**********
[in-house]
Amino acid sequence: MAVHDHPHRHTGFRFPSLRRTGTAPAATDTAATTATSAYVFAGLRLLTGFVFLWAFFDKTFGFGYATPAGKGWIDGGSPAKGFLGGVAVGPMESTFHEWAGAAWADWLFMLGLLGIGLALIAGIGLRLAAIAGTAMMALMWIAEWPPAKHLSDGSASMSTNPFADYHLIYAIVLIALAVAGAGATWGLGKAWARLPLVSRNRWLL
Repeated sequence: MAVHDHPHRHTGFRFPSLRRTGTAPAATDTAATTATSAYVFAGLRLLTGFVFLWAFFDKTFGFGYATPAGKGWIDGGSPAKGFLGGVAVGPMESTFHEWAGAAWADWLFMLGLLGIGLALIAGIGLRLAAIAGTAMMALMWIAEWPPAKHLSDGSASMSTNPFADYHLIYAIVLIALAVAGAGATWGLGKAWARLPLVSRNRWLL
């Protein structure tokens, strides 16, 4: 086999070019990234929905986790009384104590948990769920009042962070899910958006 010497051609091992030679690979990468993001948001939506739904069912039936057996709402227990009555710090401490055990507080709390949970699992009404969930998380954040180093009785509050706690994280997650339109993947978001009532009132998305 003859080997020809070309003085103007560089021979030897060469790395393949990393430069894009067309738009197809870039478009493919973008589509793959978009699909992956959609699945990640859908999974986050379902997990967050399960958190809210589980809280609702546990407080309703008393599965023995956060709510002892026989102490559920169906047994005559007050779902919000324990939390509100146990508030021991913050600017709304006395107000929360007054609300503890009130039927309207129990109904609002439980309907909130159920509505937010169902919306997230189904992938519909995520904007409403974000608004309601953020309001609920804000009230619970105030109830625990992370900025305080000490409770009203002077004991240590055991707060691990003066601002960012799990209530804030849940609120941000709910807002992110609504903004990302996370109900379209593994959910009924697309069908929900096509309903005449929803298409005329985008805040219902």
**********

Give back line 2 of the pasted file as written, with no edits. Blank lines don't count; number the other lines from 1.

Amino acid sequence: MAVHDHPHRHTGFRFPSLRRTGTAPAATDTAATTATSAYVFAGLRLLTGFVFLWAFFDKTFGFGYATPAGKGWIDGGSPAKGFLGGVAVGPMESTFHEWAGAAWADWLFMLGLLGIGLALIAGIGLRLAAIAGTAMMALMWIAEWPPAKHLSDGSASMSTNPFADYHLIYAIVLIALAVAGAGATWGLGKAWARLPLVSRNRWLL